Do I bring it up to my boss?

Alumnus distills lessons learned from top companies in book about cultivating courage at work


It took years of work as a nonprofit executive and leadership trainer for David Dye to realize that no organization was immune from one key truth: Employees and management are disconnected, and the resulting problems are preventable. 

“For organizations that want to thrive going forward, the status quo, doing things the way you’ve always done, is just not going to work,” said Dye, who, alongside his wife and business partner, Karin Hurt, has devoted his life to leadership training and development through their company, Let’s Grow Leaders.

Dye and Hurt have spoken on leadership to audiences in 45 states and 13 countries on four continents, and lent insight to organizations as prominent as Microsoft, USAA and the National Institutes of Health. During their time speaking and researching, the pair found organizational culture problems so common that they wrote a book to address them: “Courageous Cultures,” set for a July 28 release by HarperCollins Leadership.

Working with the University of Northern Colorado’s Social Research lab, Dye and Hurt investigated organizational culture across business sectors and shared learnings from high-profile organizations such as Trader Joe’s and Nestle. A sample of their findings from the UNC lab demonstrates one side of the rift between employees and management:

  • 49% of employees are not regularly asked for ideas by their leaders.
  • 56% percent withhold ideas out of concern they won’t get credit.
  • 67% percent said leaders and managers operate from a mindset of “this is how we’ve always done it.”


Creating a Path to Courage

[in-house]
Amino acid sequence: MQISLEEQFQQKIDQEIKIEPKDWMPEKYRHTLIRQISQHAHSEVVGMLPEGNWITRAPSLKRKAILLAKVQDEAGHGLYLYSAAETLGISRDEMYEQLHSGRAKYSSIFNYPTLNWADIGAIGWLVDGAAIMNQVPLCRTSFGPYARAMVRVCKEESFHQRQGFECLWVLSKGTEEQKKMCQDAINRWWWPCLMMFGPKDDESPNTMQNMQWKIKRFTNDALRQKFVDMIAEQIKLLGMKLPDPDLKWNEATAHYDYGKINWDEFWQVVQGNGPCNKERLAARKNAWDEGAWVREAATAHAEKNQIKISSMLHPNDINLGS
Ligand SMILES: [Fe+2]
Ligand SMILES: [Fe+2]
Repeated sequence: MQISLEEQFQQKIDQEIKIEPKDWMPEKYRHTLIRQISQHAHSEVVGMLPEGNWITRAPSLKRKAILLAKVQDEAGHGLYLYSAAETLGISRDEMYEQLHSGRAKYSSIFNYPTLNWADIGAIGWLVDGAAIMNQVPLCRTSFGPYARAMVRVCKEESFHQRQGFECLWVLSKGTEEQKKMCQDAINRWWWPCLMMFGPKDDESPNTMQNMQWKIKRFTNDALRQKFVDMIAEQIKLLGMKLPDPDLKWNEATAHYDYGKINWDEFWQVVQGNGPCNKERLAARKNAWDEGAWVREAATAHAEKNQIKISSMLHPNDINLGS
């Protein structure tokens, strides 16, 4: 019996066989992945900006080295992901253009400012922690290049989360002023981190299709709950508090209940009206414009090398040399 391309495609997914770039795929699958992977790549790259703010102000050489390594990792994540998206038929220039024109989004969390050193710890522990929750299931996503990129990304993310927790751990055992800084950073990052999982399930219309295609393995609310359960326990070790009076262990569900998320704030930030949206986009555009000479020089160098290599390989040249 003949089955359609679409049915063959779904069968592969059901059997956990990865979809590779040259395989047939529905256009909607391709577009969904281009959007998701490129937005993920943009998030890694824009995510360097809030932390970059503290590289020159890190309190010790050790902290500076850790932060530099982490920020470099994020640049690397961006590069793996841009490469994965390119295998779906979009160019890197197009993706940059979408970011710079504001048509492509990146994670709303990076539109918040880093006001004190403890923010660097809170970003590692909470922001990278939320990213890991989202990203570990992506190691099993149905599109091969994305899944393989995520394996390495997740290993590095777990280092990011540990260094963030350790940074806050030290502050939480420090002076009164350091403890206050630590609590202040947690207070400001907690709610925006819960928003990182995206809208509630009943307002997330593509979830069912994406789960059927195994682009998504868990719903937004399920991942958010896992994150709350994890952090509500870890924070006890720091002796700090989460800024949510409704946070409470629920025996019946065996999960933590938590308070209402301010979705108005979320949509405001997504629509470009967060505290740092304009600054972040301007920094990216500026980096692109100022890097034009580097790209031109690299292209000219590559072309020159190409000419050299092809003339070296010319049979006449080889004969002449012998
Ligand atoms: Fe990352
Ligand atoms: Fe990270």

As Dye and Hurt discovered, managers and employees see the flip side of the same problems. “We would talk with executives and frequently hear frustration,” Dye said. “‘Why am I the only one who’s solving problems?’”

To seek a solution, Dye and Hurt asked a question of their own: What do great companies do to establish a courageous culture in which employees speak up and contribute consistently? 

Dye addressed some of these courageous leadership characteristics:

  • Leaders bravely define culture. “Our favorite definition of culture is from author Seth Godin: ‘People like us do things like this,’” Dye said. “When you have a culture where people like us speak up on behalf of the customer and solve problems, it doesn’t take as much individual courage to do it, because it’s what everyone does.”
  • Leaders don’t rely merely on “open-door policies” that allow staff to come to them to discuss issues. “With these policies, you’ve given people permission, but that’s not a real invitation. What we find the most effective leaders do is they ask courageous questions like, ‘What is our customers’ number one frustration right now? They ask these questions that are specific but also have a vulnerability with them, that assumes improvement is possible.”
  • Leaders communicate with employees to let them know their ideas are valued: Dye referenced one financial institution that uses sophisticated methods to collect suggestions from employees. The company implemented 50 percent of those suggestions, but the managers never told the employees their ideas were used. “That simple act of them putting in a suggestion and never hearing anything about it just reinforced all of their negative beliefs about management,” he said.

David Dye and Karin Hurt have lent insight to prominent organizations such as Microsoft, USAA and the National Institutes of Health. Their latest book, "Courageous Cultures," addresses problems of organizational culture. (Photo courtesy David Dye)

‘Leave It Better Than You Found It’

A Denver native, Dye graduated from Regis with his master’s in nonprofit management before a two-decade career in the nonprofit world. “One of the things that I most appreciated about my Regis education, and the Jesuit tradition in general, is the combination of theory and application. That tradition really resonated as a student and it has continued to inform my work.”

For the Regis community, Dye says “Courageous Cultures” should resonate particularly well, in part because of a phrase he remembers from his days as a Boy Scout: “Leave it better than you found it.”

“The practical application of ‘leave it better than you found it’ fits so well with Regis, with the Jesuit education, with the service to others, with the academic rigor. ‘Courageous Cultures’ lives at the intersection of all of those things.”

Learn more about the book and pre-order before its July 28 release date at